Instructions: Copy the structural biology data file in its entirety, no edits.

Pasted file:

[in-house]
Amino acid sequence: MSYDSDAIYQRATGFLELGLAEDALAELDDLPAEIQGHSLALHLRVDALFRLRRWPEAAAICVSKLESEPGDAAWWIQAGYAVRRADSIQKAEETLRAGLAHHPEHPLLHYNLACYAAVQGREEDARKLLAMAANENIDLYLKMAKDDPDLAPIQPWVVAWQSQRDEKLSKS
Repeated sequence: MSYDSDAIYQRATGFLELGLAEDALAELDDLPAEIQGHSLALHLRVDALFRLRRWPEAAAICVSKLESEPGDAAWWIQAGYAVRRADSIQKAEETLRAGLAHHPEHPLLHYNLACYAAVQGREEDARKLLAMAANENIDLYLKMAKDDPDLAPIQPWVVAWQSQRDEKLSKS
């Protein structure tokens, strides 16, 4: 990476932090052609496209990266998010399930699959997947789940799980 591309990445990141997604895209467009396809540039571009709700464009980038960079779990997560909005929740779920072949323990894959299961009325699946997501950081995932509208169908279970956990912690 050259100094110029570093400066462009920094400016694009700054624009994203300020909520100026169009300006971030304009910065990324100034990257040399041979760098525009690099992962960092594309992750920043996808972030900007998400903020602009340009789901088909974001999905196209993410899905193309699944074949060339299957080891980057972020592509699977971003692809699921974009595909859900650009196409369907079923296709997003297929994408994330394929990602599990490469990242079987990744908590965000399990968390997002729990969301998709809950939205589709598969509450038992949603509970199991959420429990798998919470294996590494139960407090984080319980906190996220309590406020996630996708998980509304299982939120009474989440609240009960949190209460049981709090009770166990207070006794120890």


[in-house]
Amino acid sequence: MSYDSDAIYQRATGFLELGLAEDALAELDDLPAEIQGHSLALHLRVDALFRLRRWPEAAAICVSKLESEPGDAAWWIQAGYAVRRADSIQKAEETLRAGLAHHPEHPLLHYNLACYAAVQGREEDARKLLAMAANENIDLYLKMAKDDPDLAPIQPWVVAWQSQRDEKLSKS
Repeated sequence: MSYDSDAIYQRATGFLELGLAEDALAELDDLPAEIQGHSLALHLRVDALFRLRRWPEAAAICVSKLESEPGDAAWWIQAGYAVRRADSIQKAEETLRAGLAHHPEHPLLHYNLACYAAVQGREEDARKLLAMAANENIDLYLKMAKDDPDLAPIQPWVVAWQSQRDEKLSKS
């Protein structure tokens, strides 16, 4: 990476932090052609496209990266998010399930699959997947789940799980 591309990445990141997604895209467009396809540039571009709700464009980038960079779990997560909005929740779920072949323990894959299961009325699946997501950081995932509208169908279970956990912690 050259100094110029570093400066462009920094400016694009700054624009994203300020909520100026169009300006971030304009910065990324100034990257040399041979760098525009690099992962960092594309992750920043996808972030900007998400903020602009340009789901088909974001999905196209993410899905193309699944074949060339299957080891980057972020592509699977971003692809699921974009595909859900650009196409369907079923296709997003297929994408994330394929990602599990490469990242079987990744908590965000399990968390997002729990969301998709809950939205589709598969509450038992949603509970199991959420429990798998919470294996590494139960407090984080319980906190996220309590406020996630996708998980509304299982939120009474989440609240009960949190209460049981709090009770166990207070006794120890």